ultimate

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ultimate

(ŭl′tĭm-ĭt) [L. ultimus, last]
Final or last.
References in periodicals archive ?
(79.) See George Karuvelil, "Absolutism to Ultimacy" 64-65.
No one is a philosopher at all unless he begins with the principles of ultimacy, autonomy, and dominion, but no one is a true philosopher unless he rigorously follows these principles to the bitter end of total skepticism; and, through the mode of despair, discovers the primordial authority of common life.
While endings seem to be part of the story that generates them, they actually stand apart from time, evoking a sense of ultimacy or a "once and for all" that time itself cannot sustain.
McIntosh also argues for a progression from cataphasis to apophasis, which implicitly assumes the ultimacy of apophasis, but he does not consider the double negation and resulting instability of language described by Turner.
Eschatos, like telos, are nouns that imply finality, ultimacy, and uttermost end.
This literature--from James (1902/1936) to Otto (1923/1958), Buber (1970) to Tillich (1957), and Becker (1973) to May (1981)--also addresses mystical experience but without the assumption of ultimacy. Far from presuming certainty about transcendental experience, these aforementioned thinkers marvel at its radical uncertainty, its ambiguity, and its breadth.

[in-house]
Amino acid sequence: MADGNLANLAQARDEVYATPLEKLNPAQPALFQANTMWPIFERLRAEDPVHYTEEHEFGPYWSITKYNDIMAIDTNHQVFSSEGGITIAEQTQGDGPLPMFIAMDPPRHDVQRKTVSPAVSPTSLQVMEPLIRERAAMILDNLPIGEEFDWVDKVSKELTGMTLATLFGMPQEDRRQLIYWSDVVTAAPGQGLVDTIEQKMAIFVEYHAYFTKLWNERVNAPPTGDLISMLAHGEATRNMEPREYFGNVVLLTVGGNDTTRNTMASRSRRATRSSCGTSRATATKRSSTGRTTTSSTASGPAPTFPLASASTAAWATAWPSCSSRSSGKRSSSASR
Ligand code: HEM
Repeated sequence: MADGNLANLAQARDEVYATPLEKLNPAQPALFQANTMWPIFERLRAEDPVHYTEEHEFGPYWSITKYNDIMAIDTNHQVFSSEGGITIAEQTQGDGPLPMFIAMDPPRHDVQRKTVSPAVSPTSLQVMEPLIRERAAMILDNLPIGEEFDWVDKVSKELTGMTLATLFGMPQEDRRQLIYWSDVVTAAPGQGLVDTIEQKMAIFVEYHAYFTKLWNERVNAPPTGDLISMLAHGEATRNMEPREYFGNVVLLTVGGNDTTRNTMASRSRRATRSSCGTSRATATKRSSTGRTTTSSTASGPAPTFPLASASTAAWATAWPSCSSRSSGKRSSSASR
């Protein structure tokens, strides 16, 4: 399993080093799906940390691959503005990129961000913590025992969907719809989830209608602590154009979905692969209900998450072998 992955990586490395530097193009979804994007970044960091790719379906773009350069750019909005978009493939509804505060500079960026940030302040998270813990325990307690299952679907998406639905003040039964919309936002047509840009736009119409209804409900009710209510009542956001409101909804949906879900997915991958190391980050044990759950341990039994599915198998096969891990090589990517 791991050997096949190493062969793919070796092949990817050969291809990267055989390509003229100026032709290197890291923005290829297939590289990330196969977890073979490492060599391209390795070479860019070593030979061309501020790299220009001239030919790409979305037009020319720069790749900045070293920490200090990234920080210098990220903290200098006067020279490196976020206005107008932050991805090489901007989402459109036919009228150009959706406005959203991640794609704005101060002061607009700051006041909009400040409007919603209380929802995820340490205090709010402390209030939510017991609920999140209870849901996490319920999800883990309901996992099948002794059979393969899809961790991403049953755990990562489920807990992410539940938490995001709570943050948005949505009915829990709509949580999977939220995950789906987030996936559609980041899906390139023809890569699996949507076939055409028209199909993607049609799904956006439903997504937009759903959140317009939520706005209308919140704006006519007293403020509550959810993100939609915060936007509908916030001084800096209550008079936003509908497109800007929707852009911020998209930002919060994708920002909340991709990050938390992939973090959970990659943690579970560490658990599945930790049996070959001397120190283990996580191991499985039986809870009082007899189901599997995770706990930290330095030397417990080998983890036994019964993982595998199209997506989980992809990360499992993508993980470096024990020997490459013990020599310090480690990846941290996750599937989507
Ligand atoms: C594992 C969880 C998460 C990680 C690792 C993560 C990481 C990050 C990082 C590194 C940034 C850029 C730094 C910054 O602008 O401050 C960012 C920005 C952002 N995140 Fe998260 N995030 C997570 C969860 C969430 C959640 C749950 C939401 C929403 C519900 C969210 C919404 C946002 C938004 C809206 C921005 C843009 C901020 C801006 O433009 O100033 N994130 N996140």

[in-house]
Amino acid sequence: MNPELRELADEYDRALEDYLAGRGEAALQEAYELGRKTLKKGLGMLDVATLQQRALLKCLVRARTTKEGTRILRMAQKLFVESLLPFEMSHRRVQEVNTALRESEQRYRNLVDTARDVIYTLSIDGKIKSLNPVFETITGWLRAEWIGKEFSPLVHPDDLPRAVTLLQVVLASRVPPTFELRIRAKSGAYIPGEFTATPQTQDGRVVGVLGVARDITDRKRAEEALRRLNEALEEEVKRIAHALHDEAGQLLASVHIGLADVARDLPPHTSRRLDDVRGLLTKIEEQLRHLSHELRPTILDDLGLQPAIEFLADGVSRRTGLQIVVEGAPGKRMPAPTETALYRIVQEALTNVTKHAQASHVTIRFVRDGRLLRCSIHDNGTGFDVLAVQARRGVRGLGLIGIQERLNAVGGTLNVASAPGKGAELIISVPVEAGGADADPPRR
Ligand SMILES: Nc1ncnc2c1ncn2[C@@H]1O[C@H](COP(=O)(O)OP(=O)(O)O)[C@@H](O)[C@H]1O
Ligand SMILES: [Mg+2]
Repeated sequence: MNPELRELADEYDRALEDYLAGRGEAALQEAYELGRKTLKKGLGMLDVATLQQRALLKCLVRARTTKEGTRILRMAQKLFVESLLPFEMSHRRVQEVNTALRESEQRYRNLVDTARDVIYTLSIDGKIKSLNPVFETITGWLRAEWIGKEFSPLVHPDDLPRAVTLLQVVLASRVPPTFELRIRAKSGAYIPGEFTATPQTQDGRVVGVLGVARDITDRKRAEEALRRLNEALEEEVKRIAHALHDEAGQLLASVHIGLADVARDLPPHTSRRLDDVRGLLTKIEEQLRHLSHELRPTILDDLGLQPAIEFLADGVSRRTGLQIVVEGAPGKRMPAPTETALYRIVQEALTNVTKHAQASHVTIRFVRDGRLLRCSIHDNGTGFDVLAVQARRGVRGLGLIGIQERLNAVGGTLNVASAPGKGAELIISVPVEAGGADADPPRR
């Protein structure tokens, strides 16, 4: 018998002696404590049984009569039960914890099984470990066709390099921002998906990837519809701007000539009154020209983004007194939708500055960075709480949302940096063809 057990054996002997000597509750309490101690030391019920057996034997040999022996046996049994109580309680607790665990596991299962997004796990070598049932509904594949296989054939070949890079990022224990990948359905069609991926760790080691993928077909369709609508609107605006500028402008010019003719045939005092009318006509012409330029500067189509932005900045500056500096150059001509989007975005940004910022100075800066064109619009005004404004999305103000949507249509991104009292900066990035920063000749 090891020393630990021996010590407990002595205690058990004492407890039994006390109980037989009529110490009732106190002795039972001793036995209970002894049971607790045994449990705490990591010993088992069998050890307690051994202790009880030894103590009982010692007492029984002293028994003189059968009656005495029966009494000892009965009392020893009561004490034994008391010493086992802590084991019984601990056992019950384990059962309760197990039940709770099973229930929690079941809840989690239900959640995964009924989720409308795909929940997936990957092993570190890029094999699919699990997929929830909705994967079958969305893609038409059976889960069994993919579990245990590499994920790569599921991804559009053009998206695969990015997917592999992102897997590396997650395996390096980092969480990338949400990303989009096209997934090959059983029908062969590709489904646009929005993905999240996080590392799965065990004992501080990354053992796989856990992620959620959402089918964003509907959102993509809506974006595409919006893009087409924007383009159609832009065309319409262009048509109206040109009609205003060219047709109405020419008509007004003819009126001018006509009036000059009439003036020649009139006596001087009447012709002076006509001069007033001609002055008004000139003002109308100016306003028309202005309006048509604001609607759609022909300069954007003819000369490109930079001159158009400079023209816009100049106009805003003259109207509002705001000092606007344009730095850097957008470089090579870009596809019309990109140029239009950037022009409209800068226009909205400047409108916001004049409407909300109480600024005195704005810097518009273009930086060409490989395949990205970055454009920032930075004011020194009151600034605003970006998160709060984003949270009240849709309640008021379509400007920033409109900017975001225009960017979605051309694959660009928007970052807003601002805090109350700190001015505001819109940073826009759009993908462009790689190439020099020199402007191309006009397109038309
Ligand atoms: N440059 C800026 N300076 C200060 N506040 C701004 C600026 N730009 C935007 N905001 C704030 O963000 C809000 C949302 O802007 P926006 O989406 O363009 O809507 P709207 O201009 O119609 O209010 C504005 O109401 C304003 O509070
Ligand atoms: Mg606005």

That at least could predate Kerouac's childhood memoirs in The Town And The City: restating un-patriotic or hyper-patriotic moments of jingoism and hereticism predated the romantic emphasis upon discovery, while nestling it in a cruxofmodern ultimacy that is inescapable rather than pleasantly redrawable.
enlightened being's three aspects of ultimacy: oneness with
Yet Hume discovered that the principles of ultimacy, autonomy, and dominion, though essential to the philosophical act, are incoherent with human nature and cannot constitute an inquiry of any kind.
He argues that the Direct Argument, like the 'Manipulation Argument' (which advances cases meant to demonstrate that responsibility-sapping manipulation is relevantly like determinism) and the 'Ultimacy Argument' (which holds that an agent must be the ultimate source of their actions in order to be responsible for them) all suffer from a common flaw: accepting them is incompatible with the (near universal) acceptance of the Frankfurt-style case as an argument against the principle of alternative possibilities.
My eyes, as Winckelmann said inaccurately of the eyes of Greek statues, were sightless, gazing on eternity, fixed on ultimacy, and when that is the case there is no reason to do anything--even to change the focus of one's eyes.